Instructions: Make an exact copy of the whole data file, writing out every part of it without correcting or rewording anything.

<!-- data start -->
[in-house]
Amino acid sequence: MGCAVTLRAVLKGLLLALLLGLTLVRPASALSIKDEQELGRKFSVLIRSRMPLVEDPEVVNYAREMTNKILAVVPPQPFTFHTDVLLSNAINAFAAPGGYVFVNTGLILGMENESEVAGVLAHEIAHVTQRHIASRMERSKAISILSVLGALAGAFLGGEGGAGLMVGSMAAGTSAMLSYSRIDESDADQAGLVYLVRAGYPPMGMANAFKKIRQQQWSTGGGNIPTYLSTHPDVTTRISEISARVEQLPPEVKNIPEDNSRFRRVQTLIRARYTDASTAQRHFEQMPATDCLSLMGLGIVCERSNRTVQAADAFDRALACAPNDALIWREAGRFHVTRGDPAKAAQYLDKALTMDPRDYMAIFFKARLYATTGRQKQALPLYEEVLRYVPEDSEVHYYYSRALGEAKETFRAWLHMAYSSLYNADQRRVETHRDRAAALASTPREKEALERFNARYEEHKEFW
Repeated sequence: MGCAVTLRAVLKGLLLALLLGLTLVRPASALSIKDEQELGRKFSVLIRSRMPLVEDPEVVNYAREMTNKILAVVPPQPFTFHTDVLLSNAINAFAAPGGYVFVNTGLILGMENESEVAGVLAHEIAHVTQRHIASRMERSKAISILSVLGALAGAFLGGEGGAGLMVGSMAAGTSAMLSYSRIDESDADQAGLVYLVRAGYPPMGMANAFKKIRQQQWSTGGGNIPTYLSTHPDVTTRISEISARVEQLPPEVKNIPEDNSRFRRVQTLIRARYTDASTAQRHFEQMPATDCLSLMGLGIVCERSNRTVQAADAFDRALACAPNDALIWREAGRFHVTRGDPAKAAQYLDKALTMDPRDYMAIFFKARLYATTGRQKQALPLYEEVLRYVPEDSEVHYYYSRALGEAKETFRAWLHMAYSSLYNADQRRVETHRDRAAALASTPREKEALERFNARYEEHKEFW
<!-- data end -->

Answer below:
[in-house]
Amino acid sequence: MGCAVTLRAVLKGLLLALLLGLTLVRPASALSIKDEQELGRKFSVLIRSRMPLVEDPEVVNYAREMTNKILAVVPPQPFTFHTDVLLSNAINAFAAPGGYVFVNTGLILGMENESEVAGVLAHEIAHVTQRHIASRMERSKAISILSVLGALAGAFLGGEGGAGLMVGSMAAGTSAMLSYSRIDESDADQAGLVYLVRAGYPPMGMANAFKKIRQQQWSTGGGNIPTYLSTHPDVTTRISEISARVEQLPPEVKNIPEDNSRFRRVQTLIRARYTDASTAQRHFEQMPATDCLSLMGLGIVCERSNRTVQAADAFDRALACAPNDALIWREAGRFHVTRGDPAKAAQYLDKALTMDPRDYMAIFFKARLYATTGRQKQALPLYEEVLRYVPEDSEVHYYYSRALGEAKETFRAWLHMAYSSLYNADQRRVETHRDRAAALASTPREKEALERFNARYEEHKEFW
Repeated sequence: MGCAVTLRAVLKGLLLALLLGLTLVRPASALSIKDEQELGRKFSVLIRSRMPLVEDPEVVNYAREMTNKILAVVPPQPFTFHTDVLLSNAINAFAAPGGYVFVNTGLILGMENESEVAGVLAHEIAHVTQRHIASRMERSKAISILSVLGALAGAFLGGEGGAGLMVGSMAAGTSAMLSYSRIDESDADQAGLVYLVRAGYPPMGMANAFKKIRQQQWSTGGGNIPTYLSTHPDVTTRISEISARVEQLPPEVKNIPEDNSRFRRVQTLIRARYTDASTAQRHFEQMPATDCLSLMGLGIVCERSNRTVQAADAFDRALACAPNDALIWREAGRFHVTRGDPAKAAQYLDKALTMDPRDYMAIFFKARLYATTGRQKQALPLYEEVLRYVPEDSEVHYYYSRALGEAKETFRAWLHMAYSSLYNADQRRVETHRDRAAALASTPREKEALERFNARYEEHKEFW